AP NEWS

Families raising grandkids get boost

March 30, 2019

CHARLESTON — A provision in the recently passed state budget bill will help expand to all 55 counties a West Virginia State University program that aids grandparents who are raising their grandchildren.

House Bill 2020, the Fiscal Year 2020 budget bill, includes $300,000 in funding for WVSU’s Healthy Grandfamilies program, a free initiative that provides information and resources to grandparents who are raising one or more grandchildren.

“This program fills such a vital need in our state,” Del. Dianna Graves, R-Kanawha, said in a release. “As a result of the opioid crisis, West Virginia now ranks second in the country for the percentage of grandparents who are raising their grandchildren. West Virginia State University has put together this remarkable program to aid these families, and I am so happy we are now able to help them expand it statewide.”

Since 2016, the WVSU Extension Service has partnered with the university’s Department of Social Work to offer the Healthy Grandfamilies project. During that time, they’ve helped 125 grandparents in the greater Kanawha Valley.

The program is set up as a series of 10 discussion groups focused on specific topics these grandparents might face.

During the regular session, Graves invited Bonnie Dunn, a family and consumer sciences extension specialist with the WVSU Extension Service who runs the program, to discuss the Healthy Grandfamilies initiative with the House of Delegates’ Committee on Senior, Children and Family Issues.

As a member of the Finance Committee, Graves successfully offered an amendment giving a one-time grant of $300,000 to help the university expand the program statewide.

“I have been so impressed with the work Bonnie’s done shepherding this program on a shoestring budget, and was proud to help give her the support to expand it across the state,” Graves said. “This onetime startup grant will help get this statewide program up and running, at which point it can get donations and private support to keep it going.”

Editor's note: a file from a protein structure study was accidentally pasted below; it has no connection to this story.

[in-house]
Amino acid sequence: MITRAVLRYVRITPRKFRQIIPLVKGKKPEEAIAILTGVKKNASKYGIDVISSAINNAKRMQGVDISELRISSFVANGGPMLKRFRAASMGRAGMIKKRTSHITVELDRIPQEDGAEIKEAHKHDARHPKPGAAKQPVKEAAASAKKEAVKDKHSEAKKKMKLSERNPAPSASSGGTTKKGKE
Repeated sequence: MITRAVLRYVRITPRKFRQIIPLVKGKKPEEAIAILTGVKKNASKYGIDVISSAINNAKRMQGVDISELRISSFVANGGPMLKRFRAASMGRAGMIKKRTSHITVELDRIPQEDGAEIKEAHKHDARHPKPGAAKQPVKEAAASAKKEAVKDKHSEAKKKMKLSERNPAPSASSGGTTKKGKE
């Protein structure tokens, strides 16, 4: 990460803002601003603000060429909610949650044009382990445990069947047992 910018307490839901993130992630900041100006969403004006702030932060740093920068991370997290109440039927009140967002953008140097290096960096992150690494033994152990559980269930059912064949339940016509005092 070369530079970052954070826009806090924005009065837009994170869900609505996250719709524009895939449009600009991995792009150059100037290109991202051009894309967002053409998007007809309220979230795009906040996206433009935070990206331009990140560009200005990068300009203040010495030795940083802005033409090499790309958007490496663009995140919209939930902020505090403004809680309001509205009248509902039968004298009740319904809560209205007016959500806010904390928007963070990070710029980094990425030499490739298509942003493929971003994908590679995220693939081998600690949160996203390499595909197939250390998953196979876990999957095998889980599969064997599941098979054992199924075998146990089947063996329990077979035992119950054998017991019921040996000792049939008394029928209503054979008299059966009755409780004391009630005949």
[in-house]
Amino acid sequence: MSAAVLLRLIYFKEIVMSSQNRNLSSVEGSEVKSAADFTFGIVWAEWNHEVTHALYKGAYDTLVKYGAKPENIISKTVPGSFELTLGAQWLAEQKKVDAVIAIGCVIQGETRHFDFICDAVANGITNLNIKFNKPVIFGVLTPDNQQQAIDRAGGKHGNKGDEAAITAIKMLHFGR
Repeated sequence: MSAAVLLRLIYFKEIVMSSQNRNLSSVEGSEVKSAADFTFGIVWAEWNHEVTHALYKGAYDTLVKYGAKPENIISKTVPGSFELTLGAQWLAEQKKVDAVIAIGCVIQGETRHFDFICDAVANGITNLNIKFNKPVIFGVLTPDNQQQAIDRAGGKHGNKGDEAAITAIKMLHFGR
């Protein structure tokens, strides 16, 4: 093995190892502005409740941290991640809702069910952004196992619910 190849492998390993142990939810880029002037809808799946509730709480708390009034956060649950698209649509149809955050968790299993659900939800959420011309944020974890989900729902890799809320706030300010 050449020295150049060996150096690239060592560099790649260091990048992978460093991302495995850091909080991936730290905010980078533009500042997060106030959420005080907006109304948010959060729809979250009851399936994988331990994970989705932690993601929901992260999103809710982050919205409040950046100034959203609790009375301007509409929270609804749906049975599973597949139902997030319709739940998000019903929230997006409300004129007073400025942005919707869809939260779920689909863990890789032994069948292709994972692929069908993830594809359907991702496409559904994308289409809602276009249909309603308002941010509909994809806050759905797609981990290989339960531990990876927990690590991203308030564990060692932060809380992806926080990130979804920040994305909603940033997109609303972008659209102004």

During the program, grandparents participate in a series of free educational discussion groups on the topics of parenting, communication, health literacy/self-care, stress management, legal issues, social media, public school programs and policies, family response to addiction, and nutrition.

Groups are small — up to 18 people — and are held in venues such as churches, schools and libraries in communities where participants live. Grandparents also receive social work support services, such as help locating community resources, confidential assistance in addressing unmet needs, and advocacy services.

To make the free program possible, WVSU partners with several organizations, including the state Department of Education, West Virginia Legal Aid, Handle With Care, West Virginia Library Commission, the state Bureau of Senior Services, West Virginia University Extension Service and several other community faith-based and nonprofit organizations.

“This program fills such a tremendous need in this state,” Graves said. “So many grandparents in West Virginia are essentially raising the next generation. And because most of this older generation has been self-sufficient and never needed state aid before, they don’t know how to get the help they need as they tackle this huge burden. This free program can help them learn and find the support they need as they step up to become the primary caregivers for thousands of children all across this state.”

To learn more about the Healthy Grand families program, visit HealthyGrandfamilies.com.